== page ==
Having the privilege to be part of what I believe is one of the most hardworking, inspirational industries is both challenging and rewarding. You deal with the most dedicated and devoted owners where putting in 60 hours a week is normal. I’m talking about the restaurant industry.
Being CEO of a business that helps restaurant owners achieve operational and financial goals is an exciting adventure. But to achieve this feat, you need a team of very passionate individuals that can transfer their enthusiasm and commitment, along with their expertise and skills, to the client in order to produce outstanding results.
Being a service-based company, there isn’t a shiny product we can display, but instead, our “shiny product” is our knowledge, skills, confidence and capabilities: For our consulting company to be on point, our team always has to be on point.
After one year going strong as a startup, here are six lessons I learned on how to get the best from your team.
Related: Seven Ways to Boost Employee Morale
1. Work with people who are passionate about the cause, not about the money. Why say passionate about the “cause” instead of passionate about the “company?” Because we are a bunch of motivated and inspired individuals bonded by a common cause, which is to improve the restaurant industry -- one restaurant at a time. Everything else we do is meant to support that cause. The reason for our company formation is to become recognizable to the industry, the reason for a website is to create a “home” where our clients are welcome and get to know us and our expertise and the reason for participating in various social-media outlets is to provide content to validate that expertise.
But at the end of the day (and behind all the business-type activity) our true passion lies with our clients and putting our heart and soul into their restaurant. You need to define your cause, attract people who are equally dedicated to it and don’t lose sight of what you are trying to achieve.
2. Drive team alignment. Even though we believe in accomplishing the same goals, that doesn’t mean we aren’t immune from going in different directions to accomplish those milestones. Because of this, the team needs to be aligned and buy into a single direction. Five people working together and charging in the same direction will succeed more often and frequently than if we were disjointed and doing our own thing.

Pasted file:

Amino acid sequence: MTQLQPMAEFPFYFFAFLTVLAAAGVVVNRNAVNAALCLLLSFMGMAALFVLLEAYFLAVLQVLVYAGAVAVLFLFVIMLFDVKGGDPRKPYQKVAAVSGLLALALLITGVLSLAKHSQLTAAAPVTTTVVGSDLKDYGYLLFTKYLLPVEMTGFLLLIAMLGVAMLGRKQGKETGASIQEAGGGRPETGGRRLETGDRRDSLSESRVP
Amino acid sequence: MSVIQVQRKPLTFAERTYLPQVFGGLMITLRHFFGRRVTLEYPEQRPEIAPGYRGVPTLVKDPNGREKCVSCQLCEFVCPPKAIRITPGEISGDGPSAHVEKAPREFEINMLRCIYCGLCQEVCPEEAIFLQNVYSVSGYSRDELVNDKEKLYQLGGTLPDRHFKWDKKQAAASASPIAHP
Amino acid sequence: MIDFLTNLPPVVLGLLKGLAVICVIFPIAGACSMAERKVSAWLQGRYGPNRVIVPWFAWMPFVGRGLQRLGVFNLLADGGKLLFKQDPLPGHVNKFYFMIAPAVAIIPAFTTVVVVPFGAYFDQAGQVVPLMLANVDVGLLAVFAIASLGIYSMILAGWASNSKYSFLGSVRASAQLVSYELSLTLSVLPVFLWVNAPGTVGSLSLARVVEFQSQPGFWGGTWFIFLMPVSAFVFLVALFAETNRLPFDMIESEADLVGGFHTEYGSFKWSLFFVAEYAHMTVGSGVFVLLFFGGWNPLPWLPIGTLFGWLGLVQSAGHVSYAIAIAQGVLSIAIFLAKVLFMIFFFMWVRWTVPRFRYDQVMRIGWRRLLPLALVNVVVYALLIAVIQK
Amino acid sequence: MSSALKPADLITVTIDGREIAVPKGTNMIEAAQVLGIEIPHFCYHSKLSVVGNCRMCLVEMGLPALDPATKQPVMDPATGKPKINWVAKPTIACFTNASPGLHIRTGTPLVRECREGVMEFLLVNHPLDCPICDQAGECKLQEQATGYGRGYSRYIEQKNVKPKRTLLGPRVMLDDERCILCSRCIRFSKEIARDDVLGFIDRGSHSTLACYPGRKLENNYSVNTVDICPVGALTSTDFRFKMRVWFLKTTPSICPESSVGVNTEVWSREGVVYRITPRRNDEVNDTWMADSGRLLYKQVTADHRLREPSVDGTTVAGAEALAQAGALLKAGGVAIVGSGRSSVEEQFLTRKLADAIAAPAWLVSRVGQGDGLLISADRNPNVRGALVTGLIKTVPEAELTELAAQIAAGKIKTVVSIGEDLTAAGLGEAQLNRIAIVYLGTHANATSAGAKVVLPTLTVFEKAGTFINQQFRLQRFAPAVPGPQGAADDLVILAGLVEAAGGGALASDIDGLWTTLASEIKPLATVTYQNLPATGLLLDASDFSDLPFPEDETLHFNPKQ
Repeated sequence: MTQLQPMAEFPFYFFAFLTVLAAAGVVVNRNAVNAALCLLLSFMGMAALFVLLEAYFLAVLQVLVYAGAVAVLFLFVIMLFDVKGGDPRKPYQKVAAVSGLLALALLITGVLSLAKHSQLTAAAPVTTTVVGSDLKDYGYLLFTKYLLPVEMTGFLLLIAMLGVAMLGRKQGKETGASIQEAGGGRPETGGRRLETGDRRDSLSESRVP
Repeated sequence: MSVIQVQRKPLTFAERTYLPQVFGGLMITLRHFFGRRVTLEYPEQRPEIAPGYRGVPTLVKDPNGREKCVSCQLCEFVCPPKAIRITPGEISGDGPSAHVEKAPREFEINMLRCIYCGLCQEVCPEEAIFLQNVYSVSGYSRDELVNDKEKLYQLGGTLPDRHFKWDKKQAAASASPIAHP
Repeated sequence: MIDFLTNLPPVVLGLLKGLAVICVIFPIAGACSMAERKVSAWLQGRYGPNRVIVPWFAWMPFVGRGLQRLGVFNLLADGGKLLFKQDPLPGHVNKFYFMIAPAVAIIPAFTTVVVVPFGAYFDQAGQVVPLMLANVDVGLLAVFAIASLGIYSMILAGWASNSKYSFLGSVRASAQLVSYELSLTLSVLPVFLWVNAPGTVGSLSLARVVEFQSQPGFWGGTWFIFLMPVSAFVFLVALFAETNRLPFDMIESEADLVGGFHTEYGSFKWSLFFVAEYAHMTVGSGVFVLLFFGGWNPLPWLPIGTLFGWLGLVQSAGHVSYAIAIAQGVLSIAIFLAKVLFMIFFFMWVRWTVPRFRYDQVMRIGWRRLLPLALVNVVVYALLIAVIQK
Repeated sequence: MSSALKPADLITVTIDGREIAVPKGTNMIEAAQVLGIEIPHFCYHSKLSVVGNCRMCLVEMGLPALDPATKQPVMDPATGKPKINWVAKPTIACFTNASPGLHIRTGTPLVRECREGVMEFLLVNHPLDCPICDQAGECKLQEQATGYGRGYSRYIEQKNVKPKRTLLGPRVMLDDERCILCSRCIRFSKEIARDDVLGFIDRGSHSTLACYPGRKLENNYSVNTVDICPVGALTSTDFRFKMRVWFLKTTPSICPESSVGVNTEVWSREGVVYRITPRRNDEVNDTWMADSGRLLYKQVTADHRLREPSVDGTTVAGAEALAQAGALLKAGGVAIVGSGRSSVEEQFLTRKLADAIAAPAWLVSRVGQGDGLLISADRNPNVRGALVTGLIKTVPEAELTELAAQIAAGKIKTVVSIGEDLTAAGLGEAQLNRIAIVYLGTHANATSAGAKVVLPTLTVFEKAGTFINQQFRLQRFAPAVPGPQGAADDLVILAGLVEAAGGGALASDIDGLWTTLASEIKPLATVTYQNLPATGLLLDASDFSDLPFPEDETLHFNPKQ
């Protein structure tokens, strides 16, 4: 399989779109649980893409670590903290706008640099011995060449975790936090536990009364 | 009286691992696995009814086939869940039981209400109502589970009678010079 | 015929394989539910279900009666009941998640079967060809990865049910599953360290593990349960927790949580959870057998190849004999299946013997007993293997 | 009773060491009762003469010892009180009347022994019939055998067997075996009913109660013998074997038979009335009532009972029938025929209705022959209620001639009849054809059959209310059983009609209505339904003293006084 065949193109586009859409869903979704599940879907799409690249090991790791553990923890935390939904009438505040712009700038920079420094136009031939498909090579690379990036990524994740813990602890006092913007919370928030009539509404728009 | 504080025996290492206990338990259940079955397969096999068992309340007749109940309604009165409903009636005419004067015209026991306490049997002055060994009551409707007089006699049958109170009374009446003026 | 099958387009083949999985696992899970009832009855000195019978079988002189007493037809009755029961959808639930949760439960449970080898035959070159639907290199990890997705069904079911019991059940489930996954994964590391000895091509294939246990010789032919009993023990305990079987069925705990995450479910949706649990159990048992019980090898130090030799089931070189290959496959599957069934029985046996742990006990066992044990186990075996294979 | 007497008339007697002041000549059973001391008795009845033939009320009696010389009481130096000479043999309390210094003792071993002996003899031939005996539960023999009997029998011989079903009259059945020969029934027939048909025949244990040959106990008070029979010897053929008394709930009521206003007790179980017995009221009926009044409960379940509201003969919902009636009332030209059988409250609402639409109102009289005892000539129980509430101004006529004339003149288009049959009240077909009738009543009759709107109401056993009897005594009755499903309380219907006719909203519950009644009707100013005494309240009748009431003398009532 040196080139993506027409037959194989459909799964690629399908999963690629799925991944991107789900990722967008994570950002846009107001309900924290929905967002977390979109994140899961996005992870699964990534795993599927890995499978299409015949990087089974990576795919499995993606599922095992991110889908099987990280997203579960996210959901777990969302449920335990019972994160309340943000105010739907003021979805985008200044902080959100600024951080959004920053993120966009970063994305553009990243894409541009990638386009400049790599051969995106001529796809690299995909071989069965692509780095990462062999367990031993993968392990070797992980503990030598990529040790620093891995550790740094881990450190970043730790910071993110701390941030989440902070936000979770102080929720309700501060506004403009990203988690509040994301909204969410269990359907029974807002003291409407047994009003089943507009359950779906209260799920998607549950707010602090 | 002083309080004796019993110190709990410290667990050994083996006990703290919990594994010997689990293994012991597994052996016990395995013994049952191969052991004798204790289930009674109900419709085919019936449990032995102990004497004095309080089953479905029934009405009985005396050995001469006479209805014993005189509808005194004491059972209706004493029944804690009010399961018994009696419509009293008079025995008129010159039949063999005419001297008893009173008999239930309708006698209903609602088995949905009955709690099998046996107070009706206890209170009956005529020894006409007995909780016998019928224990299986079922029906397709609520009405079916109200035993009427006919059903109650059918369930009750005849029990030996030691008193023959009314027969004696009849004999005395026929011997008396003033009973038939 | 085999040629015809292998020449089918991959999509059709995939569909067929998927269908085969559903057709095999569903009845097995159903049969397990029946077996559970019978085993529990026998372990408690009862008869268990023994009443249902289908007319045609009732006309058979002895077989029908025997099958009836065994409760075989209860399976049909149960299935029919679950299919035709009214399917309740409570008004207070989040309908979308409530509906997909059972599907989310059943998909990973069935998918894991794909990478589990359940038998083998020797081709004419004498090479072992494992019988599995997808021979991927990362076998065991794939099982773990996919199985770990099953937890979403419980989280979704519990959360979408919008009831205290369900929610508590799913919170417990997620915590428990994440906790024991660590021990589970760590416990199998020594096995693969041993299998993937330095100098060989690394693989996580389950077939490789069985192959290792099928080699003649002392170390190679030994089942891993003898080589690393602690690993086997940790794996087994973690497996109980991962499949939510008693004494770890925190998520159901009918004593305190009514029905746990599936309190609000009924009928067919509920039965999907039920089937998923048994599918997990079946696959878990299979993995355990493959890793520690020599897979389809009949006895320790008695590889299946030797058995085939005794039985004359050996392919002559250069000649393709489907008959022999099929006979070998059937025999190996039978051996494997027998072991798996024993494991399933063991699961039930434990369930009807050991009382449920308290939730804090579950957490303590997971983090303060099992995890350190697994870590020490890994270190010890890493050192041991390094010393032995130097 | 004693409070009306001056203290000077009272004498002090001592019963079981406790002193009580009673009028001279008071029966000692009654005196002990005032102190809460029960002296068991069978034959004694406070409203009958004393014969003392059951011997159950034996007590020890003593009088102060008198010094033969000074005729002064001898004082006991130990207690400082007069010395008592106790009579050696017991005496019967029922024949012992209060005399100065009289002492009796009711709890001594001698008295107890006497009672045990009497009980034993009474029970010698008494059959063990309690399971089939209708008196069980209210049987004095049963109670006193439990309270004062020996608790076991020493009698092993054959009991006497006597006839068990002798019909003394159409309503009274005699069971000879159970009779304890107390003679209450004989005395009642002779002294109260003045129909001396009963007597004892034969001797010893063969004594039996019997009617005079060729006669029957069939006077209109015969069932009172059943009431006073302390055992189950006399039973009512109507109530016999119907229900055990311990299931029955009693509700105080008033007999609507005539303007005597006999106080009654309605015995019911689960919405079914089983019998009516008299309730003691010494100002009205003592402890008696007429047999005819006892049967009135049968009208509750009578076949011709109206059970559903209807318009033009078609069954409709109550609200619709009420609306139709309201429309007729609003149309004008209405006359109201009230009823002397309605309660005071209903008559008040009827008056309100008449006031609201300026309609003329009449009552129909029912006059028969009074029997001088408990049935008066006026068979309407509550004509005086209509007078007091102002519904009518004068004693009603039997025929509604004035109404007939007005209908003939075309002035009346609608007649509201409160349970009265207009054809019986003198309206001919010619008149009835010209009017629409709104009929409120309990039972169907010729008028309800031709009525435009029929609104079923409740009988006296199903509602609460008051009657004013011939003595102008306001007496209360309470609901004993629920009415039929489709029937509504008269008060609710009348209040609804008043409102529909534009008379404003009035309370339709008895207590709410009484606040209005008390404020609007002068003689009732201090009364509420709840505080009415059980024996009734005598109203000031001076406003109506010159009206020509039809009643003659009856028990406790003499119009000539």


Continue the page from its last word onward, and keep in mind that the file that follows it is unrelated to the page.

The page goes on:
To accomplish this, our team needs to be in constant alignment and direction.
A parallel to team alignment with direction is team alignment with how we do things. To be consistent -- with both our internal and client facing processes -- we need to have a complete understanding and clarity on how we all will operate and get work done. Either written or verbal processes need to be adopted and followed.
3. Cut out the unnecessary “red tape.” Initially, I had this notion that we needed to act like a big company and do everything a huge corporation would do. I then realized the following:
- We are not a big company
- Neither I nor the team could create or sustain many complex procedures
- Having many overwhelming procedures is actually less efficient
If you are a small startup or just a small company, ask yourself do you have unnecessary red tape? If so, cut it.
4. Ensure the team is providing you candid but constructive feedback. We do not have a shy team when it comes to expressing opinions and concerns. (Which by the way, I love.)
If you don’t have people challenging the way things are done, if you are stifling creativity and inventiveness and if you are not allowing dissent, then you’re not going to have an engaged team. As a leader, you need to encourage diversity with thinking and approach, especially with people who have tremendous amounts of experience and a wide-ranging pallet of skills and talents. As long as the feedback is professional, has the cause in mind and will benefit our team and clients, I say, bring it on.
5. Pace your team. Set targets and goals in small quantities that are attainable and not overwhelming. Then sprinkle in more goals and targets as your team completes them. You’ll know when you set too many goals because some will start to lay dormant with no action. If you are laying out reasonable goals for your team, and they are simply not doing what they are supposed to, then you may have other issues on your hands.
6. Keep communication constant and centralized. One of the most important elements to a team is constant communication. Whether that is e-mail, phone meetings, in-person meetings or Skype, having open channels of communication is crucial to a company's success.
Another component to your strategy should be utilizing a centralized communication hub. We use Basecamp, an app that provides us various tools to stay organized. Having this structure is extremely helpful when files, events, brainstorming sessions, tasks and other items build up.
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